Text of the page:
One of the biggest mistakes people make when setting up a new corporation is
using a calendar year instead of a different fiscal year. They think it's
easier to do all of their bookkeeping with the same tax year as they use for
their personal taxes. It's also easier to coordinate with 1099s and other
information documents that are received, which are almost always prepared on a
calendar year basis.
There are big tax savings opportunities by shifting income back & forth
between the 1120 with its tax year and the 1040 with its calendar year.
This can mean shifting income back and forth so that it is never subject to
income tax. More frequently, it means shifting income between years in
order to smooth out the effective tax rate and avoid going above the 15%
If you already have a December 31 tax year and have already filed an 1120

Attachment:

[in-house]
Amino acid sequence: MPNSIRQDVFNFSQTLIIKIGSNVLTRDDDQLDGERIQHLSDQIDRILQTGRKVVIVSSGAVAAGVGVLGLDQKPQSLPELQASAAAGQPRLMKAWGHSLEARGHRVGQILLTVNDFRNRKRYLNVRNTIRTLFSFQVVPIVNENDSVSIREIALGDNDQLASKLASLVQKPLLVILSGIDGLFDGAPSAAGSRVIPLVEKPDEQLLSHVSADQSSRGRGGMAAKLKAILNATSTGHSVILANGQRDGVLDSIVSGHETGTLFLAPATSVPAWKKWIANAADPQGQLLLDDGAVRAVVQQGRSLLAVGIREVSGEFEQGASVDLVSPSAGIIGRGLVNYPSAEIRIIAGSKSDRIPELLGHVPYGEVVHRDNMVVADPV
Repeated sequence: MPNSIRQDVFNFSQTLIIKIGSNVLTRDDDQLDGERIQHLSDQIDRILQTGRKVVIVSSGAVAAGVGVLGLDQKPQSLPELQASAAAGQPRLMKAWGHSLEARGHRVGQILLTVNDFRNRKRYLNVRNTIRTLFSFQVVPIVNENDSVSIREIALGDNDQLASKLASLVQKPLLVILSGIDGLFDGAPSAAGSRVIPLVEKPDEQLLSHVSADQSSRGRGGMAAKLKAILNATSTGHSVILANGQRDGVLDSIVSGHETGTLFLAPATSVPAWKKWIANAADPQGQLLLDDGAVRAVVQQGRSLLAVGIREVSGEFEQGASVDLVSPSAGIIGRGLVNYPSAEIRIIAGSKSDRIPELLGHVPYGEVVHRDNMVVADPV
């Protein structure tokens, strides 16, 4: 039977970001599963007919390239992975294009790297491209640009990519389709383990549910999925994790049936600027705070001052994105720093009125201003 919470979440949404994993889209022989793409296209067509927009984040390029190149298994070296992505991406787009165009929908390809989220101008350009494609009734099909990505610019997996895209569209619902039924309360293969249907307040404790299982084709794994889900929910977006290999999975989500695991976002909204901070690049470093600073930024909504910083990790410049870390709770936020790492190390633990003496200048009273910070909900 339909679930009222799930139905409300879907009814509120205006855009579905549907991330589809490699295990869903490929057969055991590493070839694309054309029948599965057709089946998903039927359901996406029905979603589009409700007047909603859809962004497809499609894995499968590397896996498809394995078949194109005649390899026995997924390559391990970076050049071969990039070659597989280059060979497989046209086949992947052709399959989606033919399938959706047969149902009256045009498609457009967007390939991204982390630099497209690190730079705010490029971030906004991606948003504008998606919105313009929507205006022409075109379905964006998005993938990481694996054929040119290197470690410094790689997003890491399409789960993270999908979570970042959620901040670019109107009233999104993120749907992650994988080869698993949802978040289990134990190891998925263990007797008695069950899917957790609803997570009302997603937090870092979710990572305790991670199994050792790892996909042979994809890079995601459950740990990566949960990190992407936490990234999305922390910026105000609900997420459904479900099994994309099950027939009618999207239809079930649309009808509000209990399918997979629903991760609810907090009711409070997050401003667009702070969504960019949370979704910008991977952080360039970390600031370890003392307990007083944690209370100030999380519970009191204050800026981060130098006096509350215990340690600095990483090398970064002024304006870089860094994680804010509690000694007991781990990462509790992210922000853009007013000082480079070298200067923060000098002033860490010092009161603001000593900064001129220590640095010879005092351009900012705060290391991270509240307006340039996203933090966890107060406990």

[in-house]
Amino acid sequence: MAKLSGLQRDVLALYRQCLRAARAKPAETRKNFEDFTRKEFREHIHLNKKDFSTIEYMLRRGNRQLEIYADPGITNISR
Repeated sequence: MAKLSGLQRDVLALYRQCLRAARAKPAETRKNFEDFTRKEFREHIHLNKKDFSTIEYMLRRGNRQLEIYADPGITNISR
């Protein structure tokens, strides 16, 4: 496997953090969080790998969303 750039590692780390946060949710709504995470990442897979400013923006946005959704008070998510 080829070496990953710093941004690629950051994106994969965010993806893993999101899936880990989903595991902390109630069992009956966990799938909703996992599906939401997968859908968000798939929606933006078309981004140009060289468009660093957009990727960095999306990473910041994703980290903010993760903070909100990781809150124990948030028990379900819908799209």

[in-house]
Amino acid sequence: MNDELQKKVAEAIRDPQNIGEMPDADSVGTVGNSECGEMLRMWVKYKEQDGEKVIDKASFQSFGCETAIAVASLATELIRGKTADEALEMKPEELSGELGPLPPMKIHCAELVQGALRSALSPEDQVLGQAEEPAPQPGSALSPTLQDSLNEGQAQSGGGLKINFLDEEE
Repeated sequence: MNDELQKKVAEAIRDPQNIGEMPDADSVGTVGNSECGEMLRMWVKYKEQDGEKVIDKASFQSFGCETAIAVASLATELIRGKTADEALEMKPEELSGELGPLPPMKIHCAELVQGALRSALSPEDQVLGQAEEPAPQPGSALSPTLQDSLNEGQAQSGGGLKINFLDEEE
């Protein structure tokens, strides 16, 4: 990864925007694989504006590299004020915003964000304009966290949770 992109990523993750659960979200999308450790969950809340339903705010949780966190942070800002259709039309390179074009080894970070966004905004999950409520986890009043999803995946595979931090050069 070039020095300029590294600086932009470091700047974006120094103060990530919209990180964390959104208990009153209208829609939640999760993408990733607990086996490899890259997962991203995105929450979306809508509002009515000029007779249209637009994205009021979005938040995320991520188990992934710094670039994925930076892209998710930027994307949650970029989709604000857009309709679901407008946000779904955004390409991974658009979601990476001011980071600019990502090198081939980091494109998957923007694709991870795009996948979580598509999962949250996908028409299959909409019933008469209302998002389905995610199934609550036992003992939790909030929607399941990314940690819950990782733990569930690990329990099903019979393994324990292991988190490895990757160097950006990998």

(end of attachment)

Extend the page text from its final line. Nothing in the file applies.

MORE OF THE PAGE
using that year, IRS will not allow you to switch to a different fiscal year
because they do not want to assist you in saving on your taxes. It is
often more efficient to start a brand new "virgin" corporation that
can use a better fiscal year.
If you haven't yet filed the first 1120 for the corporation, you can still
change the year to any month end you want. This is possible even if you
told IRS that you were planning to end the tax year in December, which many
people accidentally do when they submit their SS-4 to apply for the new ID
number. However, once the first 1120 has been filed with IRS, the fiscal
year is set in stone.
This is not an option for S corporations. They must use a calendar
I am often asked what
is the best month to end a tax year. While any month other than December
is a good idea, I have found that using calendar quarters, such as March 31,
June 30 or September 30, is handy for reconciling the corporate numbers with
payroll and sales tax returns, which are often prepared on a quarterly basis.
When properly utilizing
a corporation to minimize taxes, it's important to smooth out and shift income
between the 1120 and the owners' 1040. With a corporate year-end that is
close to the personal year-end, such as February 28 or November 30, that doesn't
allow much time to accomplish the smoothing process. For that reason, I
have found that a June 30 corporate year-end is the ideal one. That gives
us six months on either side to make any necessary changes.